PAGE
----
By the way, most family meetings do not address the size or composition of an estate because the older generation typically feels that information is confidential, even to their closest loved ones.

You can also use your family meeting to:

  • Build and strengthen ties within your family and build relationships between key advisors and your children.
  • Convey your family values to younger generations.
  • Answer questions so that everyone feels comfortable with your estate plan and how you arrived at your decisions.

Some parents worry about talking with their children about their estate plan out of fear that doing so will create conflicts and hurt feelings. However, this is exactly what may very well happen if you leave behind a plan that your children know nothing about. Educating them about your plan can help them understand that your decisions were purposeful, carefully considered, and based on good counsel.

You can change your planning after the meeting based on the points raised at it. If there is no communication, your family may try to undermine aspects of the plan that they are unhappy with, maybe because they believe that you made the wrong decisions or because they don’t fully understand the implications of your decisions. A family meeting can help prevent this from happening.

©2019, The Wiewel Law Firm. All Rights Reserved.

For a comprehensive review of your personal situation, always consult with a tax or legal advisor.

Share:
facebook Created with Sketch. twitter Created with Sketch. linkedin Created with Sketch. mail Created with Sketch. print Created with Sketch.
Share Post: facebook Created with Sketch. twitter Created with Sketch. linkedin Created with Sketch. mail Created with Sketch. print Created with Sketch.

RECENT POSTS

Charitable Giving Strategies in a High-Income Year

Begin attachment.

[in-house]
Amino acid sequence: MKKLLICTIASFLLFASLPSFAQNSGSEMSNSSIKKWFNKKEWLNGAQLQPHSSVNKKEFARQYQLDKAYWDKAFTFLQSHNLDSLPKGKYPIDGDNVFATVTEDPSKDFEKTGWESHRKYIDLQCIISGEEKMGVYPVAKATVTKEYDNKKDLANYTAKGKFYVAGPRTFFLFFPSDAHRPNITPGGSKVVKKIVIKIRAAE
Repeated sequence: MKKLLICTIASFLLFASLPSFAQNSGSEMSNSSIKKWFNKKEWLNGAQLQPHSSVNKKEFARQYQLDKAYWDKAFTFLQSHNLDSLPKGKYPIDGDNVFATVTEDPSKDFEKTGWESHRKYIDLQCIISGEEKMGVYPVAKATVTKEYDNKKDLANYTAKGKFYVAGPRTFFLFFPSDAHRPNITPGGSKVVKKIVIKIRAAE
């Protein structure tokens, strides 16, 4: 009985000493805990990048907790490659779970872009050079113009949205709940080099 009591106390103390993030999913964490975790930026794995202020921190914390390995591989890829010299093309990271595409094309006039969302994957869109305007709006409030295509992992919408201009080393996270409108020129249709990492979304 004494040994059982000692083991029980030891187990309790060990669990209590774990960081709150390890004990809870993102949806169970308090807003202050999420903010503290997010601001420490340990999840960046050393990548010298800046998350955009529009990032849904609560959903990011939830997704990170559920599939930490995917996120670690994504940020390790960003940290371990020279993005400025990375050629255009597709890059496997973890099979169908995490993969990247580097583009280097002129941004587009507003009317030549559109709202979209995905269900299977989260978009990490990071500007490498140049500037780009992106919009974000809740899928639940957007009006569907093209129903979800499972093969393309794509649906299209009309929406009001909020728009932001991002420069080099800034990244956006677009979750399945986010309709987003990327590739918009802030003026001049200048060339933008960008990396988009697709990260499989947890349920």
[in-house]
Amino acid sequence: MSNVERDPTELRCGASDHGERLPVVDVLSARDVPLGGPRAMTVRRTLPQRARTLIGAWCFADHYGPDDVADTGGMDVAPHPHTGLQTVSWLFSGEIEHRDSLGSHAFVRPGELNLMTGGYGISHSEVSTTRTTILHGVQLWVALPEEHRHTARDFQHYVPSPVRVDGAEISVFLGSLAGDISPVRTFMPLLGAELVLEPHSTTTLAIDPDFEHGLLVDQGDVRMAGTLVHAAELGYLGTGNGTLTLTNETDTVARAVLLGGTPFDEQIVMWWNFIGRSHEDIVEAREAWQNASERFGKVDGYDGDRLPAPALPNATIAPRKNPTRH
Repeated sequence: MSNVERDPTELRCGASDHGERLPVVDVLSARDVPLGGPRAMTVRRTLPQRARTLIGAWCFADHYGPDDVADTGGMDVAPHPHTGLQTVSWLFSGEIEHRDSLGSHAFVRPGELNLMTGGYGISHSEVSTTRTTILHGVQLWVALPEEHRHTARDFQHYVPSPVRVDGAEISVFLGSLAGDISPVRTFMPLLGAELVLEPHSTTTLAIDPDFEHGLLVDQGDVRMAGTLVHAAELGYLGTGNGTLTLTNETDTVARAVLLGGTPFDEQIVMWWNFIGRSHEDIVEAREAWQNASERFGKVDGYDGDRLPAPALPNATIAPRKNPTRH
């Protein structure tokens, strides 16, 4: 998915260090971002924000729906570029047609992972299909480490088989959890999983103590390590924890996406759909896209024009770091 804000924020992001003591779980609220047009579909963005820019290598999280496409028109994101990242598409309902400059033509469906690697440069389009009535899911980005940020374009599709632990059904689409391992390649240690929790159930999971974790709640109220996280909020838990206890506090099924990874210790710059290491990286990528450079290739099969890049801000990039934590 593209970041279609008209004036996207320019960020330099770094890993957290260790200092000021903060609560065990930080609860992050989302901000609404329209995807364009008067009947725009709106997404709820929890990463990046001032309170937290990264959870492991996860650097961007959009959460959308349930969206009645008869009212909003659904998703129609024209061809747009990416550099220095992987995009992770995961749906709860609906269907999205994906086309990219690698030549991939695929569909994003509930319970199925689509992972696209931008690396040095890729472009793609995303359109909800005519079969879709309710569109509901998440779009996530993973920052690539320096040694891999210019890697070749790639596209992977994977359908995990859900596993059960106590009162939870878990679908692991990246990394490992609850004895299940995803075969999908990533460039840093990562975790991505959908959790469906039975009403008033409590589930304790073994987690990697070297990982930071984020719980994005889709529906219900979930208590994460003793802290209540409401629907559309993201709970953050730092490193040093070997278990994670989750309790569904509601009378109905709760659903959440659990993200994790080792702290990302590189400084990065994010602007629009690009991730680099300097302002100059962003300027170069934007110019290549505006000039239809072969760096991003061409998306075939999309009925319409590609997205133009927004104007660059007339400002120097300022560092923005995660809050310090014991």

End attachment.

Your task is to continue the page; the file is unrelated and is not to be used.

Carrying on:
Tom Fridrich, JD, CLUⓇ, ChFCⓇ, Senior Wealth Planner  The end of the year offers an ideal opportunity to look both forward and back — reflecting on recent achievements, while setting goals for the upcoming months. For many of my clients, it’s also a time to review their finances and i …

Let’s Talk About Midterm Elections and Your Investments

This week was midterm elections and we’ve had many questions about what it all could mean, which we’ll tackle in today’s blog. We consider it a great honor to vote, and while we may not know the final results of the election for days (or even months), what we do know is the election will …

3 Nontraditional Ways to Give That Still Qualify for a Tax Deduction

Kevin Oleszewski, Senior Wealth Planner ‘Tis the season to give. In fact, 37% of charitable giving occurs during the last quarter of the year — 20% of it in December alone, according to a survey conducted by the Blackbaud Institute. And while the holidays are traditionally a time to reflect …

Considering Tax Loss Harvesting? What You Need to Know First

Kevin Oleszewski, CFP® Senior Wealth Planner As the tax year draws to a close, many high-income investors will look to reposition their portfolios to intentionally generate losses as a way to offset gains — an investment strategy known as tax loss harvesting.
1 2 3 110 111 112

Get in Touch

In just 15 minutes we can get to know your situation, then connect you with an advisor committed to helping you pursue true wealth.

Schedule a Consultation